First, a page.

I'm now several weeks into "The Hours", and I've made a startling, but painfully obvious conclusion.
I'm drowning in expectational debt.
As I have started to piece together the true value of my time and attention, it's showing me just how long it takes to do certain things, and how grossly inadequate my estimations for how long it really takes to complete things really is. I don't say this to ask for any one's pity. I say this as yet another realization that I'm human, just like everyone else.
I sat down and I did a simple experiment, based on the time commitments of many of the things that I would like to accomplish, as well as the things that I need to accomplish. On one side, I put down the roles of all the things I need to do, should do, and want to do for my job and career and how long it takes to do them all using a standard eight hour day. If I spent a solid six hours each day doing those things, it would be a pretty solid representation (I say six hours because there's always meetings, email and other necessary distractions that keep us all from doing 100% all day every day).
I balanced that with all of the things that I do in my off hours, and it was a very interesting list:
- Husband and Father
- Church member
- AST Treasurer
- ED-SIG Chair
- Podcast Producer
- BBST Instructor
- WTA Facilitator
- TESTHEAD blogger
- Conference Presenter
- SummerQAmp materials curator/developer
- Administrator for local music web site
Now, let's just imagine that I wanted to spend a simple amount of time on each of these endeavors... say my customary "hour per day". Add in a commute that is realistically door to door an hour long each way (2)
Plus a solid work day (8)
Plus putting in some time to work on all of these listed areas (12)
Oh, and let's say that we want to have a little time to shower, shave, brush teeth, get dressed, keep clothes clean and maybe do a little work around the yard to keep the house barely presentable... I've gone into negative hours, and I haven't even factored in sleep.
That's what we call rampant expectational debt. The really sad part, it pains me to want to cut from anything. Each and every one of things is fun, and interests me greatly. I don't do them because they are forced upon me, I do them because I'm genuinely interested and having fun. Still even having fun reaches a limiting point.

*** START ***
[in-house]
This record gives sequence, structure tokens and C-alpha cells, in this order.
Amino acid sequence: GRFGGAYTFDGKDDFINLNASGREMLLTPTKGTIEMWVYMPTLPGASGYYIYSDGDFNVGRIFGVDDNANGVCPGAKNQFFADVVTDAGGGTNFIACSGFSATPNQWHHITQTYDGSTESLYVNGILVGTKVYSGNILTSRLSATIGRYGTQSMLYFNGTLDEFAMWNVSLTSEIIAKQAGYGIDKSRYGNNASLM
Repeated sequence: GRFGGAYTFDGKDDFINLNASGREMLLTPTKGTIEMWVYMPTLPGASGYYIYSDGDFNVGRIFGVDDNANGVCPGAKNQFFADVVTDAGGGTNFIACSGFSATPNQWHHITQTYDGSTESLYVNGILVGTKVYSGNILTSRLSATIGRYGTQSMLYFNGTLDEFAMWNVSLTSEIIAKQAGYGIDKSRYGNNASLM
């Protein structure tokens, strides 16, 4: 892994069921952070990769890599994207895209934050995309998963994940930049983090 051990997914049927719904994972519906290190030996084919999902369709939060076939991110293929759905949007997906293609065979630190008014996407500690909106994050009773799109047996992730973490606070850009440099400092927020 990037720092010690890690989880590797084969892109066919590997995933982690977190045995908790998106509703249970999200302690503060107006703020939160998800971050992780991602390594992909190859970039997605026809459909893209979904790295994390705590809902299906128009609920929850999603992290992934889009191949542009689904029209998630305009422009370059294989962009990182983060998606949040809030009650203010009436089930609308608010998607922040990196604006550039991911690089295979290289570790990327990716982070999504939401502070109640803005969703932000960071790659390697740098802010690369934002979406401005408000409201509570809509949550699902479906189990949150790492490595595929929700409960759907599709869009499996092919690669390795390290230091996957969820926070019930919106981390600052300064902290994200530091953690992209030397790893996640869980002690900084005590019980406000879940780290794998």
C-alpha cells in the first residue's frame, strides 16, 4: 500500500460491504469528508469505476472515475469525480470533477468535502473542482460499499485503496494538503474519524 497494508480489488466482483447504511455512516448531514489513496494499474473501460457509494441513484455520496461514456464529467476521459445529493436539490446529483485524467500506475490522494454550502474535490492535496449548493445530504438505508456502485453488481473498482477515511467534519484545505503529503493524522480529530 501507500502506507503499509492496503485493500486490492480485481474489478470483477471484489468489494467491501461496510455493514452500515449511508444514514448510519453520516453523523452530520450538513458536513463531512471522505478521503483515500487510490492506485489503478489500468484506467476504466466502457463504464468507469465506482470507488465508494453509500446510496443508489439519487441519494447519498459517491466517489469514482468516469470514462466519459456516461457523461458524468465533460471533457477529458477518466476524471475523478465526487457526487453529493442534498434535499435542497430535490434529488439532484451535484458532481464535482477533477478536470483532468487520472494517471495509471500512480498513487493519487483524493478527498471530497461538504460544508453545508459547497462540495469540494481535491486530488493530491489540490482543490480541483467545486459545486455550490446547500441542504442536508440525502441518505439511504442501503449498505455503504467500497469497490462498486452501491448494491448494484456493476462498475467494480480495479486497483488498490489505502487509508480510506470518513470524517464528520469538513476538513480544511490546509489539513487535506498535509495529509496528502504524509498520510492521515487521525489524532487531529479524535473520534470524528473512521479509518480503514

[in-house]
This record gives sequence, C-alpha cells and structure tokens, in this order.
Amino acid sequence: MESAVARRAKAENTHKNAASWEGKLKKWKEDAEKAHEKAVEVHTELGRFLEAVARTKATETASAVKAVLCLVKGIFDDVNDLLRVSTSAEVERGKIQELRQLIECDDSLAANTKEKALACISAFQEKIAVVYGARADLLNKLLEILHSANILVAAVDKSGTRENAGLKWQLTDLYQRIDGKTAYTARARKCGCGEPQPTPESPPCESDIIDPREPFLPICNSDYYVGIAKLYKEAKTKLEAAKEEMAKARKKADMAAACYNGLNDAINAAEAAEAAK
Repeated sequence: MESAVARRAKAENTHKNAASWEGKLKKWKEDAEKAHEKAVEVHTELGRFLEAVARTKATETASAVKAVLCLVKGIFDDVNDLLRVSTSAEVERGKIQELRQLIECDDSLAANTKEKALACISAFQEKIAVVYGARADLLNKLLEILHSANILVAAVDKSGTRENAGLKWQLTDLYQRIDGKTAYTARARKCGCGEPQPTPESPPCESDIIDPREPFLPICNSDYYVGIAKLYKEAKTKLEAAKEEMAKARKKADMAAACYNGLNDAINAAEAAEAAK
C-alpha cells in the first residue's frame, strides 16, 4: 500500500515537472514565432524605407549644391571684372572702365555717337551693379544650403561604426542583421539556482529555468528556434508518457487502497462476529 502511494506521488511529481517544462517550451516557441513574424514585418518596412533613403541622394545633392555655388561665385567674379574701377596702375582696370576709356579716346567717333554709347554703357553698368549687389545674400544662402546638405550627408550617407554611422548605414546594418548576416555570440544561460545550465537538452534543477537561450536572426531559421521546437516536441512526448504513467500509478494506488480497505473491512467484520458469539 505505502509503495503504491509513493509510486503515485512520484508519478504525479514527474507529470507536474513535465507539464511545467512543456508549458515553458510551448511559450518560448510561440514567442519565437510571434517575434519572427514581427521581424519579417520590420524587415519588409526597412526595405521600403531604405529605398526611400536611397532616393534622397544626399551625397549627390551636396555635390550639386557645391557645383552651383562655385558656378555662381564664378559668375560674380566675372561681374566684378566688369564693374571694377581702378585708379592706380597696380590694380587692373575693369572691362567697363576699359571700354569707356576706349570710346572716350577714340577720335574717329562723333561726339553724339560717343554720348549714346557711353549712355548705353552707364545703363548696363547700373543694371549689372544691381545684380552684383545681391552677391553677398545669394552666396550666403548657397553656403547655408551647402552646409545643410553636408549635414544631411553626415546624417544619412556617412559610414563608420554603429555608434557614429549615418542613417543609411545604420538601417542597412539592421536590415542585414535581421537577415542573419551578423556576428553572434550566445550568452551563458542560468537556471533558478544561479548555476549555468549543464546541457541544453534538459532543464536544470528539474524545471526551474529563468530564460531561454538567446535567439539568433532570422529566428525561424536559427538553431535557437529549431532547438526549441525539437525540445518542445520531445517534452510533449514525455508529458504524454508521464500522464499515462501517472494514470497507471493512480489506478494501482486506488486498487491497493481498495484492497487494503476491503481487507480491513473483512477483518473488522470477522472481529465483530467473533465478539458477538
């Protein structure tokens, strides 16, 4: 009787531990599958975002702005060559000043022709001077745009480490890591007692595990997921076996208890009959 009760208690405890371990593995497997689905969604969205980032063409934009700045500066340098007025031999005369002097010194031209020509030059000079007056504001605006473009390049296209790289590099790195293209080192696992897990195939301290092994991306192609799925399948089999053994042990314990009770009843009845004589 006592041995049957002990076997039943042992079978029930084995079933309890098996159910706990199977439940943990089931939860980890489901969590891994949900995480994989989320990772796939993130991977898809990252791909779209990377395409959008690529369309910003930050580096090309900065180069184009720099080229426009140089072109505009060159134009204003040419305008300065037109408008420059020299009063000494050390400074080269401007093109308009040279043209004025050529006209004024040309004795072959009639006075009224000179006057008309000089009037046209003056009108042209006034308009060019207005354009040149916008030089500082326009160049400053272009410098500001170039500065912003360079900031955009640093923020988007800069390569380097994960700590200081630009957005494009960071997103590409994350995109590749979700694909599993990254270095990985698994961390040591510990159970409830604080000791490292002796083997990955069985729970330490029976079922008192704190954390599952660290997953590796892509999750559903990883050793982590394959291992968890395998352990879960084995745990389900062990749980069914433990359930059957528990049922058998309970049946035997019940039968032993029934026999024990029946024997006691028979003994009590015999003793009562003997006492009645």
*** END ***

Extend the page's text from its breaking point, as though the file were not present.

The danger with expectational debt is that we keep making promises, and we know that we really want to fulfill all of them. We have every intention of fulfilling them all, and if time would just cooperate with us, we would finish them all. That's the problem. Time doesn't stop. For anyone. It just keeps inexorably marching forward. At some point any of three things happens. In one scenario, we cross the finish line and get everything done, but hey, some of it is late, and we can live with that. In another scenario, we do our best to move everything forward, but much like the minimum payment on multiple credit cards, it moves us only fractionally forward, even though we have expended a monumental effort. In the final scenario, we get frustrated, declare expectational bankruptcy, and just throw our hands in the air and say "I quit!". Well, I'm struggling to be the first, frequently resemble the second, yet I refuse with every fiber in my being to be the third. The thought of me giving up and letting people down really kills me; I'd rather do anything than be considered a flake.